And now my final event from the Sydney Writers Festival live-streamed (#SWFLiveAndLocal).program at th National Library of Australia.
“I do not want to see this in print”, Sunday 5 May, 4.30pm
Australian journalist Annabel Crabb, as cheeky as ever, introduced the session as being one of the last events in this Festival of lying! (You may remember that the festival theme is “Lie to me”) However, she then went on to say that the focus of the session would be modern political reporting. Her panelists were all established Australian journalists (click on their names to see their Wikipedia entries.)
Crabb got the conversation going by asking whether political lying is different now to what it was in the past? That set them off. It was a lively, respectful discussion involving four women who are clearly passionate about political journalism.
One of the issues about “modern” lying concerned politicians saying things at one time that they revoke later. An example was Julia Gillard’s saying there’d be no carbon tax, and then introducing one. The journalists felt the best policy is always honesty: Gillard should simply have said that yes, she had made that statement, but that circumstances had changed and now there would be a tax. A common circumstance where this sort of lying happens are leadership challenges. The problem is that the politician may be planning to challenge, but is not ready at the time the journalist asks, so they feel forced to lie.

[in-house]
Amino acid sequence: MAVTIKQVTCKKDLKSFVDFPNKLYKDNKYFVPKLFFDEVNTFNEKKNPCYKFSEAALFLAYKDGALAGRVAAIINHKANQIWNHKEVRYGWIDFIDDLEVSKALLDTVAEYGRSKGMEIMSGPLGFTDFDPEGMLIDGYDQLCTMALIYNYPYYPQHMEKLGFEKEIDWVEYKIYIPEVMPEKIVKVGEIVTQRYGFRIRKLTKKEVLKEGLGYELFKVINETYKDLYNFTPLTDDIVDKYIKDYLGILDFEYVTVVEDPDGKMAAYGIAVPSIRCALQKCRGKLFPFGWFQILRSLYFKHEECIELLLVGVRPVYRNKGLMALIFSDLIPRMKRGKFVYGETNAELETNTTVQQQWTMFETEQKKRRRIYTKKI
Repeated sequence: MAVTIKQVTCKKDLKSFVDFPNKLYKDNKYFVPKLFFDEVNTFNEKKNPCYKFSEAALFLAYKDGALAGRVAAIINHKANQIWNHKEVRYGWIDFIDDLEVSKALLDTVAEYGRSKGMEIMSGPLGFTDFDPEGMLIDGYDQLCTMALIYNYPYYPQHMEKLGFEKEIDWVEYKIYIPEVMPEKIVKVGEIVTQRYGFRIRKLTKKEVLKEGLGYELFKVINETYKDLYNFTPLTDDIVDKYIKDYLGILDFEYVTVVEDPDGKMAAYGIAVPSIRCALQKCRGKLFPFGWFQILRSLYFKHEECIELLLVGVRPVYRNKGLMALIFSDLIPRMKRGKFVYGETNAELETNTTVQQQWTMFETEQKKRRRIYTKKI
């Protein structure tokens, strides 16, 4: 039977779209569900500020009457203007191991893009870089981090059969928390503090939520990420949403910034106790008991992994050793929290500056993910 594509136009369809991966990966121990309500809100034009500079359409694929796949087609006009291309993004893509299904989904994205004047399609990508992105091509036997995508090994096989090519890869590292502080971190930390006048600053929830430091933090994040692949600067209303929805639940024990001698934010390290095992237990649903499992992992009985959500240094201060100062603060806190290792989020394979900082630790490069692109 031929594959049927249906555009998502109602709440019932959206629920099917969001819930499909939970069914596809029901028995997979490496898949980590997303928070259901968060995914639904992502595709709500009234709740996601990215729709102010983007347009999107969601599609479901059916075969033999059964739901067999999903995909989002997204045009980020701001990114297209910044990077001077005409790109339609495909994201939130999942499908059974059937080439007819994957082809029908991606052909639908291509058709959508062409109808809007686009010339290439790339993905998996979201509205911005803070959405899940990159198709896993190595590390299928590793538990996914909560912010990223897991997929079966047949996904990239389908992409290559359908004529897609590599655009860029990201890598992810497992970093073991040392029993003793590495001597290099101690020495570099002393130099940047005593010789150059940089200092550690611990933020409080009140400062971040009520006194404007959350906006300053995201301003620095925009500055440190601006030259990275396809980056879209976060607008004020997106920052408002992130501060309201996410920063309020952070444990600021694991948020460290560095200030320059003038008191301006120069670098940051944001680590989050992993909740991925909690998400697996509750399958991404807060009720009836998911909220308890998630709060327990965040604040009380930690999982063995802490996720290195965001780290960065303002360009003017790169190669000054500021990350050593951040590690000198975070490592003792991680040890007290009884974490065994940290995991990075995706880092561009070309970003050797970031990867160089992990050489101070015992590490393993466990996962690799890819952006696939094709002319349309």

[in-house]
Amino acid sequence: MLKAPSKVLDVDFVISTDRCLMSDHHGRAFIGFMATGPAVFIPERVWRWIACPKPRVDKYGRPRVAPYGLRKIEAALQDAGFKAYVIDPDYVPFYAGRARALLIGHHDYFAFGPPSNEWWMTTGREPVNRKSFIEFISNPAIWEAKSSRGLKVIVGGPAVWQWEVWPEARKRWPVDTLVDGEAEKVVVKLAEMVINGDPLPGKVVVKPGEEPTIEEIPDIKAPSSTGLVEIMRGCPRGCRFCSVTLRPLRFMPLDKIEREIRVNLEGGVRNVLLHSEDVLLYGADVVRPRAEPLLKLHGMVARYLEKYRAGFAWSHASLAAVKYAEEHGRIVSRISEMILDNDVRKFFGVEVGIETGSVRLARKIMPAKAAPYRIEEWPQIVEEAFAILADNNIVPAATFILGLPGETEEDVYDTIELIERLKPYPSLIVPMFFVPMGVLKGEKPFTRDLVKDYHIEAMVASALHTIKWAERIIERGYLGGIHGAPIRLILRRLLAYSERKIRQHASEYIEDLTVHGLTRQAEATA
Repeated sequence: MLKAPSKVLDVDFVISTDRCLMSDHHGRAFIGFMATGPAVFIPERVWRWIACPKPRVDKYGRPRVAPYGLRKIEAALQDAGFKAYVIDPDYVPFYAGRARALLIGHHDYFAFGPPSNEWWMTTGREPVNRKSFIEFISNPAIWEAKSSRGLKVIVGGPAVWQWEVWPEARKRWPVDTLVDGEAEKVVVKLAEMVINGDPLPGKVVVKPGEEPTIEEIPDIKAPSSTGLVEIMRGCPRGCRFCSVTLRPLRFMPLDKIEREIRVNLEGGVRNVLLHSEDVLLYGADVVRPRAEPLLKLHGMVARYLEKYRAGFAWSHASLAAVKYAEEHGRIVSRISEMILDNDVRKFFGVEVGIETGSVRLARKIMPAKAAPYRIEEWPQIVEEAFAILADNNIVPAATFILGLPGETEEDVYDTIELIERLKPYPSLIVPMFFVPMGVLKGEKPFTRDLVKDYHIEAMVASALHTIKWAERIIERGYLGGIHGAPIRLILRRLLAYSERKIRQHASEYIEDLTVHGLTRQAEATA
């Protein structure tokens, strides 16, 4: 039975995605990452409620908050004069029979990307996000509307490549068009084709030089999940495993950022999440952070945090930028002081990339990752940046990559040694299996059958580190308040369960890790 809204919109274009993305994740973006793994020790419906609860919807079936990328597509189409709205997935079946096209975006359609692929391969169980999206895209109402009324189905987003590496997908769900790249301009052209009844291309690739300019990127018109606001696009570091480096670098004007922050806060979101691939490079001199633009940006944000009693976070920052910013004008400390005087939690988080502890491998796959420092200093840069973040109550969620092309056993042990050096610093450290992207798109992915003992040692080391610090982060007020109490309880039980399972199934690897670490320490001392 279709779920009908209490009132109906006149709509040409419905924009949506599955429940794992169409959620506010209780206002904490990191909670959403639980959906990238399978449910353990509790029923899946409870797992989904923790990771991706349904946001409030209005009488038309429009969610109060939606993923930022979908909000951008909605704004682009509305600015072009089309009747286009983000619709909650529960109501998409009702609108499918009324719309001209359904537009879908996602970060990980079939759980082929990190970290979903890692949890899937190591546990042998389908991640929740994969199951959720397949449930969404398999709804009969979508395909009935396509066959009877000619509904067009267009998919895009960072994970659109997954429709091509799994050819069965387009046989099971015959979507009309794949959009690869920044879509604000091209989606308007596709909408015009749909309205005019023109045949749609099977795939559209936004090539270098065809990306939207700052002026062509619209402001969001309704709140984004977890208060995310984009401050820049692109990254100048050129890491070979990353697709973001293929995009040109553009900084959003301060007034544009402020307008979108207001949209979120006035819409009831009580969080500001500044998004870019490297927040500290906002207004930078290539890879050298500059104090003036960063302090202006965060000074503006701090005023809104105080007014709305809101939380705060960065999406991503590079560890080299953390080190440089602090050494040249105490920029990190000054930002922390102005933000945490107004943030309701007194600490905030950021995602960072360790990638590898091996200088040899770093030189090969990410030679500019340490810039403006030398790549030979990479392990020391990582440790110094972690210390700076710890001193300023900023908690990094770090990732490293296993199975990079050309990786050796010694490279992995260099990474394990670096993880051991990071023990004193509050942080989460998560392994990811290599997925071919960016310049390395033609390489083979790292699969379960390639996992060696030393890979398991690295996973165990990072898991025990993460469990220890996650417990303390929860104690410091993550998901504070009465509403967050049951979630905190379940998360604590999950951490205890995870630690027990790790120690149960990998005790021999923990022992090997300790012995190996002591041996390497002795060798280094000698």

But, Savva asked, isn’t it better to just tell the truth, rather than undermine the political process by lying. Crabb noted that we all now know the language of leadership challenges and so no-one believes their denials.
More egregious lies, according to Crabb, are those where a journalist is given information “in confidence” or “off the record” that the politician denies when asked publicly. For example, Peter Costello had told a journalist he would challenge for leadership one day, but when asked publicly he said he would never challenge. The challenge for journalists in all this is protecting their sources, because trust goes both ways. Samantha stated that “you have to hold your nerve” which I felt was code, in part, for “bide your time”! It’s all a game in the end – and not a game I would ever want to play. However, we need journalists to suss out the truth for us.